Hi thanks for responding. My daughter has started the health sciences foundation year in the hope to get into dentistry. She used to get 25% extra time in the uk during her A Levels and GCSE’s for very mild dislexia but I’m concerned that asking UEM to factor this in May jeopardise her chances of getting into Dentistry as they may frown upon this with such a competitive degree. Have you or anyone you know had experience at UEM of their pastoral and SEN care? Thanks
Im not sure on the specifics but I definitely have heard of students being allowed more time in exams and other assessments for things like dyslexia. I’d say it definitely is worth asking about. I haven’t personally had any interaction with the uni’s pastoral care team but I’d have thought it would be unacceptable to discriminate against an applicant to any degree program based on their SEN.

My biggest piece of advice is to start really getting stuck in with learning Spanish as soon as possible. It will make her experience in her final clinic years, and her time in Spain in general much more enjoyable.
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Rattalia
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That’s great advice thank you. I think we have to pay for Spanish lessons (I thought it was part of the foundation course) but we may also try tutorhunt and get a tutor online too. She enrolled last week and did her first anatomy online multiple choice test. Shocker was 3/10. Taken aback really I am hoping she can resit. Do you know how flexible UEM are in moving people up to Dentistry from the foundation? Is it tough (like bio med here want 2:1 and there are such limited slots to get into a BDS) we took a big risk but with the whole Covid issues it seemed like this was the best option
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UEMgrad
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(Original post by Rattalia)
That’s great advice thank you. I think we have to pay for Spanish lessons (I thought it was part of the foundation course) but we may also try tutorhunt and get a tutor online too. She enrolled last week and did her first anatomy online multiple choice test. Shocker was 3/10. Taken aback really I am hoping she can resit. Do you know how flexible UEM are in moving people up to Dentistry from the foundation? Is it tough (like bio med here want 2:1 and there are such limited slots to get into a BDS) we took a big risk but with the whole Covid issues it seemed like this was the best option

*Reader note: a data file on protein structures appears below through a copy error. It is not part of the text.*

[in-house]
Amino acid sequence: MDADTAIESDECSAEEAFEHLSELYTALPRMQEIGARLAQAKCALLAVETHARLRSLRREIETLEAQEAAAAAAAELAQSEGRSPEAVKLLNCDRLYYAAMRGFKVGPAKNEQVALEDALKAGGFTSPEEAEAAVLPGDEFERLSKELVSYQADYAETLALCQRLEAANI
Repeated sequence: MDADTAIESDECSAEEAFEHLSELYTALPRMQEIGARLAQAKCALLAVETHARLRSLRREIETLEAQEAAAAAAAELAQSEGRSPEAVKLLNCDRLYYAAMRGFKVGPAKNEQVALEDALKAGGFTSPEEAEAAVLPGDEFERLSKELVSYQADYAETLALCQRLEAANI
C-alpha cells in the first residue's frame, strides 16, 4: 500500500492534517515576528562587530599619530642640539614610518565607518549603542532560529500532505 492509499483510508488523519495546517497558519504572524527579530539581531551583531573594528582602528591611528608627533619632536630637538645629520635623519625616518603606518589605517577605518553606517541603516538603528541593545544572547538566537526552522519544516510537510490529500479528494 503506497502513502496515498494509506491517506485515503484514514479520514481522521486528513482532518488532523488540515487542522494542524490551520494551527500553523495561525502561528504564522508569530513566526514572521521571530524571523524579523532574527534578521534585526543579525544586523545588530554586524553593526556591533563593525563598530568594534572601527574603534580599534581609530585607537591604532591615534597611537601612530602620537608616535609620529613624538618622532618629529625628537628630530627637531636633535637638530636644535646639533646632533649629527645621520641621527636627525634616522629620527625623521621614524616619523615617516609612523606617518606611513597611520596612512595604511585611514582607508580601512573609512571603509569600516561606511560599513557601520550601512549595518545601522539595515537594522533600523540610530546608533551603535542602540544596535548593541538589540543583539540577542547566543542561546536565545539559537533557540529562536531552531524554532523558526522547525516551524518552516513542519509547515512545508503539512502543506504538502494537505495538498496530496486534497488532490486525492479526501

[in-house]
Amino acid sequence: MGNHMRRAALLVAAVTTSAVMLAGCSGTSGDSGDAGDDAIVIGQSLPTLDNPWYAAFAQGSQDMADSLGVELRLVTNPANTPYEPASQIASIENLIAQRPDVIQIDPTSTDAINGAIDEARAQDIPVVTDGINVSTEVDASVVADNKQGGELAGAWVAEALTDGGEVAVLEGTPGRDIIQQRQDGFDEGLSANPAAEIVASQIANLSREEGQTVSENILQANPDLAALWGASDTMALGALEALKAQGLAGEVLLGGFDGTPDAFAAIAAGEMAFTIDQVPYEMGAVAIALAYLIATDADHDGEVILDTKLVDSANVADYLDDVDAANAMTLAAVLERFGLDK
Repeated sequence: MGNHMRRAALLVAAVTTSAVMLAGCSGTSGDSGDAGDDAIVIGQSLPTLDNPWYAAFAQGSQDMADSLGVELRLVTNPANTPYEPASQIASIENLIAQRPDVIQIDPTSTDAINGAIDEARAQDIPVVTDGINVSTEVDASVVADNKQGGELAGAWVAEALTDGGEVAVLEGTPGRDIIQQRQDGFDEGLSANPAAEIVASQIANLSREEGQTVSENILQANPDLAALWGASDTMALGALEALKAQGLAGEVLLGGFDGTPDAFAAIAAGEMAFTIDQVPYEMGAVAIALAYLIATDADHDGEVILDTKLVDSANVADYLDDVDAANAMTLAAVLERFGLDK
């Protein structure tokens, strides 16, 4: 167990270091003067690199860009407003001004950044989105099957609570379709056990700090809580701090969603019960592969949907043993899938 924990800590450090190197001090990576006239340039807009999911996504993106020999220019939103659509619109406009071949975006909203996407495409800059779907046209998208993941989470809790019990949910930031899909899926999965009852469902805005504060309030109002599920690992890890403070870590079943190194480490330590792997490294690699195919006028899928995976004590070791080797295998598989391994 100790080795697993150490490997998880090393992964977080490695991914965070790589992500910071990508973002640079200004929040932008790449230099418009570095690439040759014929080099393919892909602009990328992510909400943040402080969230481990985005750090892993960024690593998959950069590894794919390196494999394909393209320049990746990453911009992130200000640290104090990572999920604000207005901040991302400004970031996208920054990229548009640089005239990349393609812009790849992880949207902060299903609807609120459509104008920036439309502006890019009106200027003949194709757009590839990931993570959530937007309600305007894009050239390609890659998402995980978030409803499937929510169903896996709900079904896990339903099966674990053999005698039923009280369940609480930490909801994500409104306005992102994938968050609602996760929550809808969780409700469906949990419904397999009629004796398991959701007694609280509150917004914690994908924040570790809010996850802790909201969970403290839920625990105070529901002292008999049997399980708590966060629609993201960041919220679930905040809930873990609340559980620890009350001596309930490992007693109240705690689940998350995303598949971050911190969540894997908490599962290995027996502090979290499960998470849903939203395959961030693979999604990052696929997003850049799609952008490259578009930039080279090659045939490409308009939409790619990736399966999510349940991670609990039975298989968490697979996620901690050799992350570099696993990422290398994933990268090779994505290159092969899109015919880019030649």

I’m not sure how it works with the foundation year but on the dental course the university provided free Spanish courses alongside our dentistry studies. This may have changed since I graduated or may be different on the foundation course though. If she’s already flown out there then I’d recommend maybe finding a Madrid/villaviciosa de Odon based language school. It may be the case that if you pay for a course of lessons and lockdown restrictions are eased out there she could continue with in-person physical Spanish classes which are the best way to learn.

I honestly have no idea about the process of going from the foundation year to dentistry sorry, I know the course is getting more and more popular every year though. Hopefully the fact she is already enrolled in the university could help but I honestly have no idea. Id assume that getting the best grades she can in the coming year can only help in her application to get a place.

Don’t worry about the first online test. This far into the semester I doubt it is one of the main examinations (they’re usually held in the middle and/or at the end of each semester depending on the subject), and they have dedicated opportunities to retake evaluations. If it’s only out of 10 it was likely a small lab or topic test rather than a main exam.
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Rattalia
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(Original post by UEMgrad)